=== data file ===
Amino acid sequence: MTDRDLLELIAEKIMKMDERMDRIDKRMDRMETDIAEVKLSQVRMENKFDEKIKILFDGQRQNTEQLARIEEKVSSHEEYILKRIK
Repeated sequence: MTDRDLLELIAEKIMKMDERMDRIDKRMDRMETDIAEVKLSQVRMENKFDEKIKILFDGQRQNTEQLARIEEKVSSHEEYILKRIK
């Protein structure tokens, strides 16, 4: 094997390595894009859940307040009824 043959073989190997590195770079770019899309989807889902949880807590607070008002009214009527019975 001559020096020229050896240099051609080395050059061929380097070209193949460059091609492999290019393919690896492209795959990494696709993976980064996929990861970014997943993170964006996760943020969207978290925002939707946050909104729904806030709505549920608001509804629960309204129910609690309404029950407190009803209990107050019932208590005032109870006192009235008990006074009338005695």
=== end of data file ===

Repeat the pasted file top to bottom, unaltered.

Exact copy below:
Amino acid sequence: MTDRDLLELIAEKIMKMDERMDRIDKRMDRMETDIAEVKLSQVRMENKFDEKIKILFDGQRQNTEQLARIEEKVSSHEEYILKRIK
Repeated sequence: MTDRDLLELIAEKIMKMDERMDRIDKRMDRMETDIAEVKLSQVRMENKFDEKIKILFDGQRQNTEQLARIEEKVSSHEEYILKRIK
């Protein structure tokens, strides 16, 4: 094997390595894009859940307040009824 043959073989190997590195770079770019899309989807889902949880807590607070008002009214009527019975 001559020096020229050896240099051609080395050059061929380097070209193949460059091609492999290019393919690896492209795959990494696709993976980064996929990861970014997943993170964006996760943020969207978290925002939707946050909104729904806030709505549920608001509804629960309204129910609690309404029950407190009803209990107050019932208590005032109870006192009235008990006074009338005695």